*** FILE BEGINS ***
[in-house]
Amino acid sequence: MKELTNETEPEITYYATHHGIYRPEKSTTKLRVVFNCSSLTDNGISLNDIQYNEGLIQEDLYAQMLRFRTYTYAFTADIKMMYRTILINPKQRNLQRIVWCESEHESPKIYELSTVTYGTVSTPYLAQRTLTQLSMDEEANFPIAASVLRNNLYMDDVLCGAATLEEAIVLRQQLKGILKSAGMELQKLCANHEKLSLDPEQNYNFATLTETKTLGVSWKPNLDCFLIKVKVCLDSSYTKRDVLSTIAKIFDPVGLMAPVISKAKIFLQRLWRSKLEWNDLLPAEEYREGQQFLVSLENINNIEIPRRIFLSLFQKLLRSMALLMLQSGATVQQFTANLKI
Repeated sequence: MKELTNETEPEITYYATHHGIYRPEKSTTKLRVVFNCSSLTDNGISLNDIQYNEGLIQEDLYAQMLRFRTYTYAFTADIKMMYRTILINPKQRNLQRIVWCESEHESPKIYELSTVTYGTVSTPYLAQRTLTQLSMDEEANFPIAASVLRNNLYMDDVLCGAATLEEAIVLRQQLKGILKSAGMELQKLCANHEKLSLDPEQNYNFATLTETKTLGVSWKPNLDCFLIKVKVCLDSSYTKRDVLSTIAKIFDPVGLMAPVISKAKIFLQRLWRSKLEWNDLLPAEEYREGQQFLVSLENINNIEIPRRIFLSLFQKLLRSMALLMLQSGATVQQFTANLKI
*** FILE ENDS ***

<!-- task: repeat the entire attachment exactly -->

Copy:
[in-house]
Amino acid sequence: MKELTNETEPEITYYATHHGIYRPEKSTTKLRVVFNCSSLTDNGISLNDIQYNEGLIQEDLYAQMLRFRTYTYAFTADIKMMYRTILINPKQRNLQRIVWCESEHESPKIYELSTVTYGTVSTPYLAQRTLTQLSMDEEANFPIAASVLRNNLYMDDVLCGAATLEEAIVLRQQLKGILKSAGMELQKLCANHEKLSLDPEQNYNFATLTETKTLGVSWKPNLDCFLIKVKVCLDSSYTKRDVLSTIAKIFDPVGLMAPVISKAKIFLQRLWRSKLEWNDLLPAEEYREGQQFLVSLENINNIEIPRRIFLSLFQKLLRSMALLMLQSGATVQQFTANLKI
Repeated sequence: MKELTNETEPEITYYATHHGIYRPEKSTTKLRVVFNCSSLTDNGISLNDIQYNEGLIQEDLYAQMLRFRTYTYAFTADIKMMYRTILINPKQRNLQRIVWCESEHESPKIYELSTVTYGTVSTPYLAQRTLTQLSMDEEANFPIAASVLRNNLYMDDVLCGAATLEEAIVLRQQLKGILKSAGMELQKLCANHEKLSLDPEQNYNFATLTETKTLGVSWKPNLDCFLIKVKVCLDSSYTKRDVLSTIAKIFDPVGLMAPVISKAKIFLQRLWRSKLEWNDLLPAEEYREGQQFLVSLENINNIEIPRRIFLSLFQKLLRSMALLMLQSGATVQQFTANLKI